My word, heaviest of all bloggers! It’s the ending of another year. The death of time is inevitable, as is all of our impending doom. Let us commemorate another

5 years ago

My word, heaviest of all bloggers! It’s the ending of another year. The death of time is inevitable, as is all of our impending doom. Let us commemorate another year with a climactic post.

As I was pulling everything together for all of my different best of the year lists, I recognized that doom had another good, not great, year. One of these years, doom is going to blow the doors off of the other subgenres and have straight banger after straight banger and an undeniable best of the year. At the same time, I kind of enjoy the fact that doom went “under the radar” again. It feels like it’s a best kept secret sort of thing, like it’s just our little present to enjoy. Either way, they were some mind-blowing records this year from the top names in the sound to hidden gems from up-and-comers. One of these years, we’ll get a release (or releases) that makes the metal world ask why they haven’t been paying more attention to doom, but this is no time to indulge in petty jealousy. Let us instead focus on celebrating the sounds we love so much.

As you’ll see, I’ve decided we’ll do this list a little differently than we did in the past. We’ll talk about the big records of the year first then talk about some bands to watch for the future that made some standout records in their own right this year. To the riffs!

Don’t Bogart Those Riffs

Everybody writes end of the year posts, but only Doomsday starts you off with a bang. If you want to put some butts in some seats, you have to start out with something to get the crowd going. Over here, we talk about stoner jams. This year, we had 3 big releases from bands who just know how to have fun.

The first to standout record to me was Big Business. It’s such a uniquely original sound that it would be difficult to start off with anything else but The Beast You Are. The synth bass riffs and bombastic drums make the whole record just super fun. Don’t let the punny song titles throw you off, though. It may seem like dumb pumped-up jams, but this is very serious music that gets your blood pumping no matter what your mood is. For that alone, it belongs in this conversation, but the band can also make headier jams that slow things down and force some introspection grooviness. If you skipped over this record earlier this year, ya done screwed up.

In a similar vein, Miami sludge rockers Torche released an equally riffy record with Admission. The biggest difference between Admission and The Beast You Are is that Torche makes fun jams that are just a little more heady and introspective. But each track is equally beastly with its huge fuzz lord riffs and drone grooves. It’s easy to get lost in Admission’s spacey vibes while also feeling very engaged in each track in equal measures. I’ve unfortunately not yet had the pleasure of seeing the band live, but these songs would serve a live show well and really make you feel like you’re being enveloped in sound. Never stop these lovely tones, Torche.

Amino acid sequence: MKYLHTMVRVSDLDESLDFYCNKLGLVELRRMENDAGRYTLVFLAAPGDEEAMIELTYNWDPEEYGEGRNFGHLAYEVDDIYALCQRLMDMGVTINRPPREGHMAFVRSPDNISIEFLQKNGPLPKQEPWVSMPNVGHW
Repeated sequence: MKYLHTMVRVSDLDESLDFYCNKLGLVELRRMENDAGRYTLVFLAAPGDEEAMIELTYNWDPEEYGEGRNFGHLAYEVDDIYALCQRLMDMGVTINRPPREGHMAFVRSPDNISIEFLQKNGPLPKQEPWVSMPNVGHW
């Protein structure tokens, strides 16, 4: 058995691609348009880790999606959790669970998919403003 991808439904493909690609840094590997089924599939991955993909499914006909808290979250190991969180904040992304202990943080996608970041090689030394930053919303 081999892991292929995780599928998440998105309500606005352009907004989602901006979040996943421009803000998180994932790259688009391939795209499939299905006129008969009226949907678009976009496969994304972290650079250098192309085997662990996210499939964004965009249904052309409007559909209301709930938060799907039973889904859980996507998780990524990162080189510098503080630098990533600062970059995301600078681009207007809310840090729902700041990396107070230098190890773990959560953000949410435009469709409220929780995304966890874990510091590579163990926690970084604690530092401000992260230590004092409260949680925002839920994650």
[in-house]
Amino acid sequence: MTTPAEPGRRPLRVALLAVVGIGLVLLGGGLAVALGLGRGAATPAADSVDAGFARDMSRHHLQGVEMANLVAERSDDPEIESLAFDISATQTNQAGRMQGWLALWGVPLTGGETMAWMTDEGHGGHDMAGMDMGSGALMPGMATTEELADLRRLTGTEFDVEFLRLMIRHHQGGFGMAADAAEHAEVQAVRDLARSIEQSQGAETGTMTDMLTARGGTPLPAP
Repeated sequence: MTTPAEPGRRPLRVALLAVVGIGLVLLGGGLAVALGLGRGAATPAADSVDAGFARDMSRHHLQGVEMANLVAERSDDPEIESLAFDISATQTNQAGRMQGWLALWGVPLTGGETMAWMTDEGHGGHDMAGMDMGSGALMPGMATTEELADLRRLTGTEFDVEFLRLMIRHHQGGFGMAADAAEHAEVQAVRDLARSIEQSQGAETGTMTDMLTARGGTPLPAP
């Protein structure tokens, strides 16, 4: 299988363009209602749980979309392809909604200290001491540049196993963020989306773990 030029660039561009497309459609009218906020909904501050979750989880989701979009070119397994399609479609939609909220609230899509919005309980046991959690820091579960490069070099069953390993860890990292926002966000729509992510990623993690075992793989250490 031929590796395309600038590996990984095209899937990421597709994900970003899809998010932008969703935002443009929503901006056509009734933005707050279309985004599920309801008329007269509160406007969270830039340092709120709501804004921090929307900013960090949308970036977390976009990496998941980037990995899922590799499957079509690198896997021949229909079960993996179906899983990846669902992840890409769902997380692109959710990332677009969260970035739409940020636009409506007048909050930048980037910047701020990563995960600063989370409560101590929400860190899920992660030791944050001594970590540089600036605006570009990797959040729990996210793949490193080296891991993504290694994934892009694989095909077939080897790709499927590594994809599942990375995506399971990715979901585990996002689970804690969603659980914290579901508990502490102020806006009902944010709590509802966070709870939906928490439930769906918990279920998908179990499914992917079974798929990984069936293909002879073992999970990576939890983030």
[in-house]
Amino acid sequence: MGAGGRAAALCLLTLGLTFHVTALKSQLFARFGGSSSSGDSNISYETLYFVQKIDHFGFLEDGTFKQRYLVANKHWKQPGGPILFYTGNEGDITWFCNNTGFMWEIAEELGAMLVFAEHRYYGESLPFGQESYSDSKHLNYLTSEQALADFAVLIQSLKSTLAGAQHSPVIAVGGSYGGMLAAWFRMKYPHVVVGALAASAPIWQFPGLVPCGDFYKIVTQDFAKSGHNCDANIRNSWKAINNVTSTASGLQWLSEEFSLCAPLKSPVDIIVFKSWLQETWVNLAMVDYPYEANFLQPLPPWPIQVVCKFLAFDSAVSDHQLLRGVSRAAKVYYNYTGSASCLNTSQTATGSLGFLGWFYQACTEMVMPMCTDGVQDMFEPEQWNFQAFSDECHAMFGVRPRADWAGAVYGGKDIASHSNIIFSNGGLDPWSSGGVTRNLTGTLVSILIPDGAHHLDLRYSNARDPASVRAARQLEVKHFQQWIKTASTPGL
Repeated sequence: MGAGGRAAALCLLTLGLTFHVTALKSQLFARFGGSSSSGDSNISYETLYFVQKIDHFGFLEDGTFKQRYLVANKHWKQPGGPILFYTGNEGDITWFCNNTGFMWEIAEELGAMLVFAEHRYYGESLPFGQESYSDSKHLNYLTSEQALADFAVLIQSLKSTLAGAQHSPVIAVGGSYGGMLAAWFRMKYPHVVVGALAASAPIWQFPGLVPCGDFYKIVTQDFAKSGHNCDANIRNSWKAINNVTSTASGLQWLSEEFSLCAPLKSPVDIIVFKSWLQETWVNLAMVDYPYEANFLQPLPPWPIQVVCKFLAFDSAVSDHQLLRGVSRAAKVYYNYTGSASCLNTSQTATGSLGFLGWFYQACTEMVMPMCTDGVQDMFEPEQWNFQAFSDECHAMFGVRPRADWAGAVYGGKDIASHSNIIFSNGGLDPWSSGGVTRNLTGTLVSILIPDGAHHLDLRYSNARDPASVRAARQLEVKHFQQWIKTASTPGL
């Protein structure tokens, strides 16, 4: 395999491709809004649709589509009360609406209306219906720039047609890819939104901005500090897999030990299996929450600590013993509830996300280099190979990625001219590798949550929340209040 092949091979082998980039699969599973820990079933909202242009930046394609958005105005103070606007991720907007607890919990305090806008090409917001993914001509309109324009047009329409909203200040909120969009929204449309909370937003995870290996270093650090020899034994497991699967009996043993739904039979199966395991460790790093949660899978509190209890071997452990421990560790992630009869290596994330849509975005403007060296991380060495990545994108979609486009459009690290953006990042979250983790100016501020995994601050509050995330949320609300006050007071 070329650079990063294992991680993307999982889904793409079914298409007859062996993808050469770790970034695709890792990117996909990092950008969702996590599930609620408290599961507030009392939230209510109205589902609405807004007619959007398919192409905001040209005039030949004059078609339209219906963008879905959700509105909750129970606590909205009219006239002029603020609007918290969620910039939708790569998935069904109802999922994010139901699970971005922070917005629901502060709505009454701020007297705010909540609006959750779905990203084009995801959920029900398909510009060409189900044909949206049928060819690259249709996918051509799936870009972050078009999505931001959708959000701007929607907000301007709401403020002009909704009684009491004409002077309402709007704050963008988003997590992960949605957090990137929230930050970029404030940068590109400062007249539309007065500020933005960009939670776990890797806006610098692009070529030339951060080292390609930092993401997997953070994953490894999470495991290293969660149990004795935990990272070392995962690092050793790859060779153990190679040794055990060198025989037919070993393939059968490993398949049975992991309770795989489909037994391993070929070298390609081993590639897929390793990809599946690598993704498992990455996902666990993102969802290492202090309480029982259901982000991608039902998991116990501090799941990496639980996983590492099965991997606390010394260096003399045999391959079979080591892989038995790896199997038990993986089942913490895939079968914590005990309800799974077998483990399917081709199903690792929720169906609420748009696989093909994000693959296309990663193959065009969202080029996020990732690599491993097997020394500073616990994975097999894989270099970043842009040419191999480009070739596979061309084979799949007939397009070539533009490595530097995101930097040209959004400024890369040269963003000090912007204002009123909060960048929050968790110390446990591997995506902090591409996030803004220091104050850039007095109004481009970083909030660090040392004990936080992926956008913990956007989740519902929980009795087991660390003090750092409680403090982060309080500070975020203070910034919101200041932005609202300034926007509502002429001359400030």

Far and away one of my personal favorite records this year was Green Lung’s Woodland Rites. For a first full-length record, it is absolutely incredible. You don’t hear this kind of songwriting or maturity from bands until they’re much further along in their career. I mean, this band is only 2 years old and they put out what should absolutely be a top 10 record of the year. This is by far the most polished first release I’ve ever heard. It’s got a very developed sound that is just as heavy as it is spooky. Leaning into the occult themes just makes the record that much more fun. I am truly in awe of just how impressive this release is, and it completely made my year. HAIL GREEN LUNG!

Psyche Out

The stoner term is often interchangeable with psych, but this year I think there’s something inherently different about them. There are some bands that dabble with those subtle nuances to make something that’s just different enough that you can’t talk about them in the same breath. These represent much darker tones that make them a bit more mysterious and much heavier. They draw you in with their grooves and you can lose yourself in those darker areas.

Year of the Cobra has that new version of heavy psych I’m talking about. It’s sludgy and riffy and spacey enough that you really can completely consume every part of the song and feel like it’s a full music meal. This despite the fact that it’s just a bassist and drummer, but these songs are fully evolved tracks and not simply half-baked ideas. Still, Ash and Dust is so much more than just a series of rhythmic riffs. These songs really blend a lot of ideas together in each track and feel so much bigger and complete. It’s a super fun record full of infectious grooves and tasty sounds from two exceptionally talented musicians. Many blessings, Year of the Cobra.

Doom stalwarts Monolord also released a hell of a record that shows that this band, too, is more than just a collection of rocking riffs and heavy blues guitar solos. The trio decided to embrace their maturity on No Comfort, expanding their sound further into headier tracks of introspective music and lyrics. That direction is well-suited for Monolord’s particular brand of heavy psych doom and fuzzy guitars. That’s certainly not to say that they’ve abandoned what we all know to be Monolord. They just decided to mix it up a little, and I believe it’s very beneficial to their sound. I would very much enjoy to hear more of this from them in the future. For now, I’m exceptionally pleased with exploring No Comfort further.

Metal for Sad People

There is something about doom that I find to be some of the most emotional music there is. There is a certain gravity to this heavier sound that lets you feel emotions deeply and intimately. Sadness is frequently expressed through music, but there’s something about the heaviness that can touch your soul.